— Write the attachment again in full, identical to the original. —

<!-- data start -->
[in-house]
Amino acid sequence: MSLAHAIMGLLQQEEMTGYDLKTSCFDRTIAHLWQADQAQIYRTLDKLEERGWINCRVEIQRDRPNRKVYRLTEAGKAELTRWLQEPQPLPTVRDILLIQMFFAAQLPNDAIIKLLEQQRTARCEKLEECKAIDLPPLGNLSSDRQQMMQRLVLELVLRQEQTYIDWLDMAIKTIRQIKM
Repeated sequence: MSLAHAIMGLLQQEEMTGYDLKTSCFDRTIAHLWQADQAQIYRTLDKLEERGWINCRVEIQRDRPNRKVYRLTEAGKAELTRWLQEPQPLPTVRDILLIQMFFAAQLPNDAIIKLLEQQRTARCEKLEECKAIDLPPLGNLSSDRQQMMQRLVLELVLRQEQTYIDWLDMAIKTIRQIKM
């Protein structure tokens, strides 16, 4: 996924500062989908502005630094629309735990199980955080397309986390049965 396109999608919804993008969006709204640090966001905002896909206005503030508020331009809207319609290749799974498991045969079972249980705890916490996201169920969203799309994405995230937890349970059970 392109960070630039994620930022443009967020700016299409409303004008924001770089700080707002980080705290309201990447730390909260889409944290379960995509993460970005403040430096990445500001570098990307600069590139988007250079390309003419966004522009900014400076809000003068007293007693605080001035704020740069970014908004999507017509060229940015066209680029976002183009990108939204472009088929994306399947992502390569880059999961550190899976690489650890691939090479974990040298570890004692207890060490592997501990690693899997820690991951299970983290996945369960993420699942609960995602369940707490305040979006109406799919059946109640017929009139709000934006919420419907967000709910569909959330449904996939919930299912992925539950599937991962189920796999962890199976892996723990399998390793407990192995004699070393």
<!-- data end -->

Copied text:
[in-house]
Amino acid sequence: MSLAHAIMGLLQQEEMTGYDLKTSCFDRTIAHLWQADQAQIYRTLDKLEERGWINCRVEIQRDRPNRKVYRLTEAGKAELTRWLQEPQPLPTVRDILLIQMFFAAQLPNDAIIKLLEQQRTARCEKLEECKAIDLPPLGNLSSDRQQMMQRLVLELVLRQEQTYIDWLDMAIKTIRQIKM
Repeated sequence: MSLAHAIMGLLQQEEMTGYDLKTSCFDRTIAHLWQADQAQIYRTLDKLEERGWINCRVEIQRDRPNRKVYRLTEAGKAELTRWLQEPQPLPTVRDILLIQMFFAAQLPNDAIIKLLEQQRTARCEKLEECKAIDLPPLGNLSSDRQQMMQRLVLELVLRQEQTYIDWLDMAIKTIRQIKM
């Protein structure tokens, strides 16, 4: 996924500062989908502005630094629309735990199980955080397309986390049965 396109999608919804993008969006709204640090966001905002896909206005503030508020331009809207319609290749799974498991045969079972249980705890916490996201169920969203799309994405995230937890349970059970 392109960070630039994620930022443009967020700016299409409303004008924001770089700080707002980080705290309201990447730390909260889409944290379960995509993460970005403040430096990445500001570098990307600069590139988007250079390309003419966004522009900014400076809000003068007293007693605080001035704020740069970014908004999507017509060229940015066209680029976002183009990108939204472009088929994306399947992502390569880059999961550190899976690489650890691939090479974990040298570890004692207890060490592997501990690693899997820690991951299970983290996945369960993420699942609960995602369940707490305040979006109406799919059946109640017929009139709000934006919420419907967000709910569909959330449904996939919930299912992925539950599937991962189920796999962890199976892996723990399998390793407990192995004699070393």